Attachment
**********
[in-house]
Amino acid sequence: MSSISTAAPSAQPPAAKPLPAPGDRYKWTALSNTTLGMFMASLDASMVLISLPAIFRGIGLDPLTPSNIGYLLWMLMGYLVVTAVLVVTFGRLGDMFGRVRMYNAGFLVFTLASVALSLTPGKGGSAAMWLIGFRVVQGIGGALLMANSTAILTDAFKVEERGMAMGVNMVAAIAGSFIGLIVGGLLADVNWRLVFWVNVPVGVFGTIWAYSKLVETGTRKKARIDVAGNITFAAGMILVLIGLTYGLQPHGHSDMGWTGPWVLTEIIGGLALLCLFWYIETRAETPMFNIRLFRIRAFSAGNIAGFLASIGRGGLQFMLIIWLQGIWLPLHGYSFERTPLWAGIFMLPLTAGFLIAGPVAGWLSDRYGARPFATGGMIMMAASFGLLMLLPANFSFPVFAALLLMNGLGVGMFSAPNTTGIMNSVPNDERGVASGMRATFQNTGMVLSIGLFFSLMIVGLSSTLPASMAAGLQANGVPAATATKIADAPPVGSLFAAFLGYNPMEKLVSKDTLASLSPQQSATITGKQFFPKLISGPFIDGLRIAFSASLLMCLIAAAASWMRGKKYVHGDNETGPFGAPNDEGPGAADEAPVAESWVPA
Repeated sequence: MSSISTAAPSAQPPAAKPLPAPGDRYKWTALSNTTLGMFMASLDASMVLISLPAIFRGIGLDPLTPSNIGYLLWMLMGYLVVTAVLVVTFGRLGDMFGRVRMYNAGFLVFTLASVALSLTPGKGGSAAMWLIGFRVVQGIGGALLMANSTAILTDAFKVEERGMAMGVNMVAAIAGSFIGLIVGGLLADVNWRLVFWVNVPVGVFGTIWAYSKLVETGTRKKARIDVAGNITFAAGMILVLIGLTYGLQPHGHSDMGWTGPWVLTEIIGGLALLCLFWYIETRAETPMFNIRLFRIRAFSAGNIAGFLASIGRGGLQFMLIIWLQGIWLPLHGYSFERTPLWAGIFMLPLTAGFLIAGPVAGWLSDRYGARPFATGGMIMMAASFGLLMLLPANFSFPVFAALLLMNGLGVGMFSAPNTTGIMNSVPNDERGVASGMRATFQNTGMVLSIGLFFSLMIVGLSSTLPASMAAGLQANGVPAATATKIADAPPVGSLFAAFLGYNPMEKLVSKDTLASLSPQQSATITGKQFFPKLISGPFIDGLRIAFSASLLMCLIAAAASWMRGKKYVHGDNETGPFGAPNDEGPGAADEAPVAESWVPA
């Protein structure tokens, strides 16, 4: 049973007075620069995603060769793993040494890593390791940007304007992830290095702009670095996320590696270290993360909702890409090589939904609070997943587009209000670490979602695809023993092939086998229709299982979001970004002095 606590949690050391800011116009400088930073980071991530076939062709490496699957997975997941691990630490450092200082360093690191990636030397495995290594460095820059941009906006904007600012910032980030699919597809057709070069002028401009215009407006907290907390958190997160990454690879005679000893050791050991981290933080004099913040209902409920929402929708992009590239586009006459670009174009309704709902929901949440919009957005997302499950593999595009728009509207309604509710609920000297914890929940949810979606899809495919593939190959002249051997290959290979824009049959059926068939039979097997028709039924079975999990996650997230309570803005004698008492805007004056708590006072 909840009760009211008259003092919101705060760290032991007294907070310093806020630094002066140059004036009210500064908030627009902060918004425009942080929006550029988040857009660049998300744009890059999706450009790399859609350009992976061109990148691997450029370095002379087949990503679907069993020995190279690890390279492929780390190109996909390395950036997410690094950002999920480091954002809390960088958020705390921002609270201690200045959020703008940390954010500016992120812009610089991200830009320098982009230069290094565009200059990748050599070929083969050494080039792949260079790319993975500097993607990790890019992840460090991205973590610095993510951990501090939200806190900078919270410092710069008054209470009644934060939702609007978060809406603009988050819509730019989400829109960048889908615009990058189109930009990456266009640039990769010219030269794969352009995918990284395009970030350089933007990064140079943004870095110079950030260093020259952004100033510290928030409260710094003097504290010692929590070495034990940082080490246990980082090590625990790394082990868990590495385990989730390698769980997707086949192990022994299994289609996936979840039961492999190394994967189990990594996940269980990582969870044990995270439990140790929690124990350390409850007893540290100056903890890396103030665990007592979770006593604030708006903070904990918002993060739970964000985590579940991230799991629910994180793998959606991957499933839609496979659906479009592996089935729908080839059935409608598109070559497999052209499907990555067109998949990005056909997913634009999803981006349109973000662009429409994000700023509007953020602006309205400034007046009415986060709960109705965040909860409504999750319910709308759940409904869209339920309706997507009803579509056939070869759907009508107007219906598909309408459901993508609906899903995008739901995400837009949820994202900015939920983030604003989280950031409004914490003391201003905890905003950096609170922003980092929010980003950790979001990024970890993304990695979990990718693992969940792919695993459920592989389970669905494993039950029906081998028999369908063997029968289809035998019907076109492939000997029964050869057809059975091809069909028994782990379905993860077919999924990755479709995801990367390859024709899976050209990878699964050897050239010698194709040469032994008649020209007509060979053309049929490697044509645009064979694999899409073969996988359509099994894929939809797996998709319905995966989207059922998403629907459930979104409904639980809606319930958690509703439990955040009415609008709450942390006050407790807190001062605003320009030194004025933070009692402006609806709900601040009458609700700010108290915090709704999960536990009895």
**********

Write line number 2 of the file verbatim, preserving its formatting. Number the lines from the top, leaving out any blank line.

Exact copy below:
Amino acid sequence: MSSISTAAPSAQPPAAKPLPAPGDRYKWTALSNTTLGMFMASLDASMVLISLPAIFRGIGLDPLTPSNIGYLLWMLMGYLVVTAVLVVTFGRLGDMFGRVRMYNAGFLVFTLASVALSLTPGKGGSAAMWLIGFRVVQGIGGALLMANSTAILTDAFKVEERGMAMGVNMVAAIAGSFIGLIVGGLLADVNWRLVFWVNVPVGVFGTIWAYSKLVETGTRKKARIDVAGNITFAAGMILVLIGLTYGLQPHGHSDMGWTGPWVLTEIIGGLALLCLFWYIETRAETPMFNIRLFRIRAFSAGNIAGFLASIGRGGLQFMLIIWLQGIWLPLHGYSFERTPLWAGIFMLPLTAGFLIAGPVAGWLSDRYGARPFATGGMIMMAASFGLLMLLPANFSFPVFAALLLMNGLGVGMFSAPNTTGIMNSVPNDERGVASGMRATFQNTGMVLSIGLFFSLMIVGLSSTLPASMAAGLQANGVPAATATKIADAPPVGSLFAAFLGYNPMEKLVSKDTLASLSPQQSATITGKQFFPKLISGPFIDGLRIAFSASLLMCLIAAAASWMRGKKYVHGDNETGPFGAPNDEGPGAADEAPVAESWVPA